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 Tyran wrote:
Although I do believe power fantasy for women are usually more about gaining freedom or some other higher goal than just gaining attention or respect. Power and violence in the sake of something rather than for its own sake, and 40k is violence for its own sake.
I was browsing the channels the other day and caught a little of 'bird girl' which gave me the same kind of vibes as bits and pieces i'd seen of the Harley Quinn cartoon. Lots of random violence for the sake of 'lol, random concequenceless violence'.
They seem like reasonably popular shows.
   
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Mexico

Harley Quinn also does have an extensive character driven narrative focused on character relations. It does have violence for the sake of violence, so yeah point, but also violence for the sake of violence tends to backfire on Harley as a recurring plot point and to highlight it as character flaw.

Moreover Harley Quinn is usually outmatched by more powerful heroes or villains, because she is a street level villain in the same setting that has Superman and Darkseid (both which she has personally met), so a lot of the time she is the underdog and thus not very "power fantasy".

I do wonder if this has a reflection in 40k. I mean, if the female 40k gamer is more likely to play "underdog" factions like the IG or the Eldar.

No idea about bird girl, never watched it.

This message was edited 3 times. Last update was at 2021/07/03 15:32:59


 
   
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 Tyran wrote:
Moreover Harley Quinn is usually outmatched by more powerful heroes or villains, because she is a street level villain in the same setting that has Superman and Darkseid (both which she has personally met), so a lot of the time she is the underdog and thus not very "power fantasy".
Only caught a few bits here and there, Harley leading an army of parademons to slaughter everyone in gotham and then just deciding after a while that nah, do something else.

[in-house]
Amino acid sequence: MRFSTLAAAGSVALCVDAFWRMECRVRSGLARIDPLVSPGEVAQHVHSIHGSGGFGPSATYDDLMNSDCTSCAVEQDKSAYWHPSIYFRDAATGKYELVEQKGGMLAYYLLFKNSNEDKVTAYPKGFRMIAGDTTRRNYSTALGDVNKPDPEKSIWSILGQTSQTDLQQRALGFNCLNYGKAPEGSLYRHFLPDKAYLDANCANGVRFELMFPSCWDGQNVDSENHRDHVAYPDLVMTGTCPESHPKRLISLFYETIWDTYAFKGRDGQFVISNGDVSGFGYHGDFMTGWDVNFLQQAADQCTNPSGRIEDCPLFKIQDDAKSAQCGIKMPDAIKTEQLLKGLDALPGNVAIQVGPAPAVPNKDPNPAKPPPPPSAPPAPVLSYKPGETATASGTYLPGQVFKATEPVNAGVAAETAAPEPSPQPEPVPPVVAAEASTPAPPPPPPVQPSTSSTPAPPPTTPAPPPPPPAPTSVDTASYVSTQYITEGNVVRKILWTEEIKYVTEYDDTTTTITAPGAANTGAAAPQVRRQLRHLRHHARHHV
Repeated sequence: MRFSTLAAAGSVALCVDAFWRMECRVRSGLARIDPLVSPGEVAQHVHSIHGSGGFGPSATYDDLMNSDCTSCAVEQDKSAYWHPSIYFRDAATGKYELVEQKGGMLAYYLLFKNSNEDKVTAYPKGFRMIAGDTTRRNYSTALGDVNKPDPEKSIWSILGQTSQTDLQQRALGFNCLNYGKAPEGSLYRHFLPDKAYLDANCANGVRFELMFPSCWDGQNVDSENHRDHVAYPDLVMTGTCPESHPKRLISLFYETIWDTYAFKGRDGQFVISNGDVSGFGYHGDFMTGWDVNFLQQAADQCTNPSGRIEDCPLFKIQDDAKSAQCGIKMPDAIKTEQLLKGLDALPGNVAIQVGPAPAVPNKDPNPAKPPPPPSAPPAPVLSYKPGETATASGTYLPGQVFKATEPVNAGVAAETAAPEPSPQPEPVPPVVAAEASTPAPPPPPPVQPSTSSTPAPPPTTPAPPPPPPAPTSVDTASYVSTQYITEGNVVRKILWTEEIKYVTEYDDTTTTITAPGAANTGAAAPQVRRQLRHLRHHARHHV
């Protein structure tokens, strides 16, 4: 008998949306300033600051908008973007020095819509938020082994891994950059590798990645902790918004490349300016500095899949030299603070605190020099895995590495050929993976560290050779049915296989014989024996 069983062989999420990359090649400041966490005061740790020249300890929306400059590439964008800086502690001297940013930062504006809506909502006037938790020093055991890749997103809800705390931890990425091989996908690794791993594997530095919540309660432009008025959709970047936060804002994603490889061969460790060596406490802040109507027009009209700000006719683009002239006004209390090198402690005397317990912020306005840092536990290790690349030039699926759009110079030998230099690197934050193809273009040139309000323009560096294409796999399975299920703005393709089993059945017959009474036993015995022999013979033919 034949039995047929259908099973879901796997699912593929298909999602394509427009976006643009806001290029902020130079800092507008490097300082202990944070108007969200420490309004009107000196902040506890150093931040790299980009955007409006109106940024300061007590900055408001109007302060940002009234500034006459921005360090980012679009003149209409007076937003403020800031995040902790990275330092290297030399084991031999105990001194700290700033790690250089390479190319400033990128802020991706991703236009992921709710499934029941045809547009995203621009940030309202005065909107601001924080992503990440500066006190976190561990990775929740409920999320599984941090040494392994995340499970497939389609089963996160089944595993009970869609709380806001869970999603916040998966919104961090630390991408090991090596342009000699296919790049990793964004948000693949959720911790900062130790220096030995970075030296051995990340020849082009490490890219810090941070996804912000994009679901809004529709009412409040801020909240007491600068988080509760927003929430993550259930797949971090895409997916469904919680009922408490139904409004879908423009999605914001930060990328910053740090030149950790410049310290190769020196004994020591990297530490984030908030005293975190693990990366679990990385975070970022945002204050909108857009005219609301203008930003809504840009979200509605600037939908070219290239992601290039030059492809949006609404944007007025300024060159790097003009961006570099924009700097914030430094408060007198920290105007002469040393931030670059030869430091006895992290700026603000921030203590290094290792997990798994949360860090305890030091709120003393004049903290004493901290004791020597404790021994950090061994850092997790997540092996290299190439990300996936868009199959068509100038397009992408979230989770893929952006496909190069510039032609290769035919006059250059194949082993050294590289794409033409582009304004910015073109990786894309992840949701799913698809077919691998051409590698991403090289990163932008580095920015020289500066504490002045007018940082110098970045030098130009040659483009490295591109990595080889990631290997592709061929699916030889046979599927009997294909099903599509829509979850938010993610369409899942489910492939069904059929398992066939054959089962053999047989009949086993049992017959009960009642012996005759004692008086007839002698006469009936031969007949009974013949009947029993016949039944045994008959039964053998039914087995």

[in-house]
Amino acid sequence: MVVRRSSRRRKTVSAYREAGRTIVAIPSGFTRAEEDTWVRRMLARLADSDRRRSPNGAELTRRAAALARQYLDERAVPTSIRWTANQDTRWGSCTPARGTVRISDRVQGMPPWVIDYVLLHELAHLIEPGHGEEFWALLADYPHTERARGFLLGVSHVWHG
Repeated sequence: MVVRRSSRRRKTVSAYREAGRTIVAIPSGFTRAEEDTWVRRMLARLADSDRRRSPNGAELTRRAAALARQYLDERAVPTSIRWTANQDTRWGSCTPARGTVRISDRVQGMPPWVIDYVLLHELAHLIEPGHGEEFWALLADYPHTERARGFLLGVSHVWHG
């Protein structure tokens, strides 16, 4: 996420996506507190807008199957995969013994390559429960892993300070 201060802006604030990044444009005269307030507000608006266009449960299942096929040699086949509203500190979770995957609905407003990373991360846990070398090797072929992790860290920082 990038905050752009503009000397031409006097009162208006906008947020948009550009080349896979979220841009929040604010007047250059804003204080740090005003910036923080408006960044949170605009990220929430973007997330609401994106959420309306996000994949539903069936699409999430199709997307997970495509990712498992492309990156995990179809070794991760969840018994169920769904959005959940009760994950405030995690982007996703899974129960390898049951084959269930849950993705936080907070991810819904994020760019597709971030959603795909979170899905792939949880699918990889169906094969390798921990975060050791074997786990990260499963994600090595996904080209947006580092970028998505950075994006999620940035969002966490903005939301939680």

Out of curiosity I had a quick youtube search on superman from the show and... he appears to have a room temperature IQ. As for Darkseid i'd lean more towards celsius than fahrenheit. I guess that's just the style the show decided to run with.

As for what factions are more common with female players, personally speaking i've seen - admech, custodes, marines, daemons, grey knights, and tyranids. No pattern at all.
   
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Mexico

A.T. wrote:
Only caught a few bits here and there, Harley leading an army of parademons to slaughter everyone in gotham and then just deciding after a while that nah, do something else.
Out of curiosity I had a quick youtube search on superman from the show and... he appears to have a room temperature IQ. As for Darkseid i'd lean more towards celsius than fahrenheit. I guess that's just the style the show decided to run with.

As for what factions are more common with female players, personally speaking i've seen - admech, custodes, marines, daemons, grey knights, and tyranids. No pattern at all.


I mean, to get that parademon army she had to get her ass kicked by Granny and only survives thanks to Psycho, and when she realized destroying Gotham wasn't distracting her of her emotional issues, psycho betrays her, hijacks the army and she spends the rest of the season almost being killed by parademons, Psycho or her mind controlled friends.

This message was edited 2 times. Last update was at 2021/07/03 16:27:35


 
   
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 Tyran wrote:
I mean, to get that parademon army she had to get her ass kicked by Granny...